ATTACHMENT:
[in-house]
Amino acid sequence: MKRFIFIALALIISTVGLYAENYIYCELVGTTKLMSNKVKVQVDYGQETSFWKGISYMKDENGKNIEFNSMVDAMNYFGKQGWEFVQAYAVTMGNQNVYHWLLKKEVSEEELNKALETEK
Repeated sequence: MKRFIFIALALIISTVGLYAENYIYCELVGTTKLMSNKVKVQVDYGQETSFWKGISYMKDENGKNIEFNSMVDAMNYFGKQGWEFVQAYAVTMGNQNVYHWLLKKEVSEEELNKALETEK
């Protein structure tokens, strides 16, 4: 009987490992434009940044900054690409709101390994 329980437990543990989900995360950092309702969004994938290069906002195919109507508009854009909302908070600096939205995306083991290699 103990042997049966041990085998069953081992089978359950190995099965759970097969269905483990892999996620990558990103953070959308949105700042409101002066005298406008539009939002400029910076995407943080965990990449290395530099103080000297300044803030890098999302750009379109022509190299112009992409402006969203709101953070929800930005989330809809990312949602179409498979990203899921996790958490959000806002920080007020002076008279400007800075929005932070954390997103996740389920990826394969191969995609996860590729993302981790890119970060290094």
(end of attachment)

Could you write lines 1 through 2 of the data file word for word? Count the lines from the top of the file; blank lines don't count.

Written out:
[in-house]
Amino acid sequence: MKRFIFIALALIISTVGLYAENYIYCELVGTTKLMSNKVKVQVDYGQETSFWKGISYMKDENGKNIEFNSMVDAMNYFGKQGWEFVQAYAVTMGNQNVYHWLLKKEVSEEELNKALETEK